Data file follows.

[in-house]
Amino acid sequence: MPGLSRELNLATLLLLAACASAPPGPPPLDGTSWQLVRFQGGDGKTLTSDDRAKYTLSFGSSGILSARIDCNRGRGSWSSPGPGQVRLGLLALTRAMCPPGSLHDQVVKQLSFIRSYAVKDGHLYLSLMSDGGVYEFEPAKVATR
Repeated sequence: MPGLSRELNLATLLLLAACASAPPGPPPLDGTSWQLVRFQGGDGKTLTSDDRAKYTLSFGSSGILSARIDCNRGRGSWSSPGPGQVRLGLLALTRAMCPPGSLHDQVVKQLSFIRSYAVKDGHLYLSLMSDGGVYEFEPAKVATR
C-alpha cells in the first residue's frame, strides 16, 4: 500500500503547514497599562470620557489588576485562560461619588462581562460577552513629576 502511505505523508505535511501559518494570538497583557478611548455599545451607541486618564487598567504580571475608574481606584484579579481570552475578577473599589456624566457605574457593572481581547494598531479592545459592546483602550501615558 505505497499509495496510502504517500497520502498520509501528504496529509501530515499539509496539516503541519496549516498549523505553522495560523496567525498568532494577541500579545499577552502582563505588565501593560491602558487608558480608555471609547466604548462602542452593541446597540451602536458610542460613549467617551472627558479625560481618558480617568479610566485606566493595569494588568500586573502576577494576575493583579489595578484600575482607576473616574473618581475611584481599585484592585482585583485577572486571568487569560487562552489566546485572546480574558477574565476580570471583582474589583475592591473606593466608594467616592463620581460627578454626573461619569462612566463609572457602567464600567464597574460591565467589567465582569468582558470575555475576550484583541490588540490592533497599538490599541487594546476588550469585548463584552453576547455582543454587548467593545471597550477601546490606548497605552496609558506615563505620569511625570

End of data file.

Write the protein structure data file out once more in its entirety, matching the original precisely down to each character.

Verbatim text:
[in-house]
Amino acid sequence: MPGLSRELNLATLLLLAACASAPPGPPPLDGTSWQLVRFQGGDGKTLTSDDRAKYTLSFGSSGILSARIDCNRGRGSWSSPGPGQVRLGLLALTRAMCPPGSLHDQVVKQLSFIRSYAVKDGHLYLSLMSDGGVYEFEPAKVATR
Repeated sequence: MPGLSRELNLATLLLLAACASAPPGPPPLDGTSWQLVRFQGGDGKTLTSDDRAKYTLSFGSSGILSARIDCNRGRGSWSSPGPGQVRLGLLALTRAMCPPGSLHDQVVKQLSFIRSYAVKDGHLYLSLMSDGGVYEFEPAKVATR
C-alpha cells in the first residue's frame, strides 16, 4: 500500500503547514497599562470620557489588576485562560461619588462581562460577552513629576 502511505505523508505535511501559518494570538497583557478611548455599545451607541486618564487598567504580571475608574481606584484579579481570552475578577473599589456624566457605574457593572481581547494598531479592545459592546483602550501615558 505505497499509495496510502504517500497520502498520509501528504496529509501530515499539509496539516503541519496549516498549523505553522495560523496567525498568532494577541500579545499577552502582563505588565501593560491602558487608558480608555471609547466604548462602542452593541446597540451602536458610542460613549467617551472627558479625560481618558480617568479610566485606566493595569494588568500586573502576577494576575493583579489595578484600575482607576473616574473618581475611584481599585484592585482585583485577572486571568487569560487562552489566546485572546480574558477574565476580570471583582474589583475592591473606593466608594467616592463620581460627578454626573461619569462612566463609572457602567464600567464597574460591565467589567465582569468582558470575555475576550484583541490588540490592533497599538490599541487594546476588550469585548463584552453576547455582543454587548467593545471597550477601546490606548497605552496609558506615563505620569511625570